S&P Aggregate Pension Funded Status Rose in November

Level rises to 85.8% for corporate plan funding, Aon says.

Thanks to a late-month push, the S&P aggregate pension funded status increased slightly in November, from 85.1% to 85.8%, according to a new report from Aon detailing the funding ratios from defined benefit plans originating from S&P 500 companies.

“Positive asset returns in November helped improve pension funded status getting us close to the levels we were at the beginning of the year – this has been the story all year long as strong asset performance across many asset classes has offset lower discount rates,” said Ari Jacobs, senior partner and global retirement solutions leader at Aon.

Things weren’t looking so bright in the early weeks of the month, but pension asset returns rebounded after being in negative territory, ending the month with a 1.2% return.

The amount fails to recoup some losses in the cumulative 2019 calculation. Aon measured $239 billion in liability increases in 2019 year-to-date, offset only partially by $200 billion in asset increases year-to-date , leaving pensions with a $39 billion deficit. The aggregate funded ratio for pension plans in the S&P 500 decreased overall from 86.0% to 85.8%.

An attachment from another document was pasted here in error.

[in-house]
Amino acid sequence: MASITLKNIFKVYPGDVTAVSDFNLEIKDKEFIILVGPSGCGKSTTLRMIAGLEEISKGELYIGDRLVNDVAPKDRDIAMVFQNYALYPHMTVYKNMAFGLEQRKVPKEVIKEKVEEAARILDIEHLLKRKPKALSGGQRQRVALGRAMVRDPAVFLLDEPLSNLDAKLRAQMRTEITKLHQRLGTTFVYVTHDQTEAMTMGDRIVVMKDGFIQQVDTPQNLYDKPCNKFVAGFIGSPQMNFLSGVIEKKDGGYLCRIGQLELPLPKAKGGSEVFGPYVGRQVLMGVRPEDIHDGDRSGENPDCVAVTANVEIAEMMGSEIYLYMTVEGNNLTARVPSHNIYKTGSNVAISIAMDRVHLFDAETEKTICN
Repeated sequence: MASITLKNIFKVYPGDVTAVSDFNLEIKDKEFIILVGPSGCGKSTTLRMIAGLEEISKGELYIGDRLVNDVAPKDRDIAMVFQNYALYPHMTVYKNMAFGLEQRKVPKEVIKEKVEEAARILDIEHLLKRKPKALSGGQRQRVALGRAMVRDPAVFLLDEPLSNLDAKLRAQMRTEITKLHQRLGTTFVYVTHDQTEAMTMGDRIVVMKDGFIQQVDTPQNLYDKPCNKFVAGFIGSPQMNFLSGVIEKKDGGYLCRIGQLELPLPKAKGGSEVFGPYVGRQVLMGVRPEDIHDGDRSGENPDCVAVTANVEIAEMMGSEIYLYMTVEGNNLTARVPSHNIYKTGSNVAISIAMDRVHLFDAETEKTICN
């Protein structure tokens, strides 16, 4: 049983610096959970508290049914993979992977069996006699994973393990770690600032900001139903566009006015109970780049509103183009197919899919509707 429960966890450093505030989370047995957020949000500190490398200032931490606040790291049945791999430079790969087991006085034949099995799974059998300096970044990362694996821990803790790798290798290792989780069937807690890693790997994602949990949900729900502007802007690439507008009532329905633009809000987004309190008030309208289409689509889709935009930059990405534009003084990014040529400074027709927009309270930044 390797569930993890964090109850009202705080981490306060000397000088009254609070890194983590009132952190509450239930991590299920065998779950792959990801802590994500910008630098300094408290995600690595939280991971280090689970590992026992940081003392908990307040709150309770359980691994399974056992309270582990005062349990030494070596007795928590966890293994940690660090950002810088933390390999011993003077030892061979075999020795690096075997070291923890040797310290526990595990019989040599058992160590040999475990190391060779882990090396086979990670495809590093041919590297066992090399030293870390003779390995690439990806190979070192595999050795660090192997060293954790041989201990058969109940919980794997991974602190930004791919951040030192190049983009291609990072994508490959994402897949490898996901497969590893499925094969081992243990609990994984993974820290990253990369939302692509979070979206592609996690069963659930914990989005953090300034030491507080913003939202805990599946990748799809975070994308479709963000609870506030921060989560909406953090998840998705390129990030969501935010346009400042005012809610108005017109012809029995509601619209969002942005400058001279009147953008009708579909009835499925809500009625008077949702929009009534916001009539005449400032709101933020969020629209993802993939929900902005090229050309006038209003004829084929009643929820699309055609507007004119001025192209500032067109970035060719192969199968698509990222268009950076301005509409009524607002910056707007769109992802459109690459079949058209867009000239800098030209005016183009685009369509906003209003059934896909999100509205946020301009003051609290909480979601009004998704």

Milliman recently reported similar gains for the 100 largest corporate plans, whose funding ratios increased to 86.8% from 86.1% in November. “Market performance in 2019 has been better than expected for corporate pensions, helping counteract the effect of the low discount rate environment on funding,” Zorast Wadia, lead author of the Milliman 100 PFI, said in a statement.

The gap between expected or promised Lifetime Financial Security (LFS) benefits and what can likely be provided will hit nearly $16 trillion among 21 countries by 2050, according to a report from Group of Thirty, an international think tank of financiers and academics.

The funded level for state and local plans, namely the ratio of assets to liabilities, rose slightly in fiscal 2018, to 72.8% from 72.1% the year before, according to the Center for Retirement Research at Boston College.

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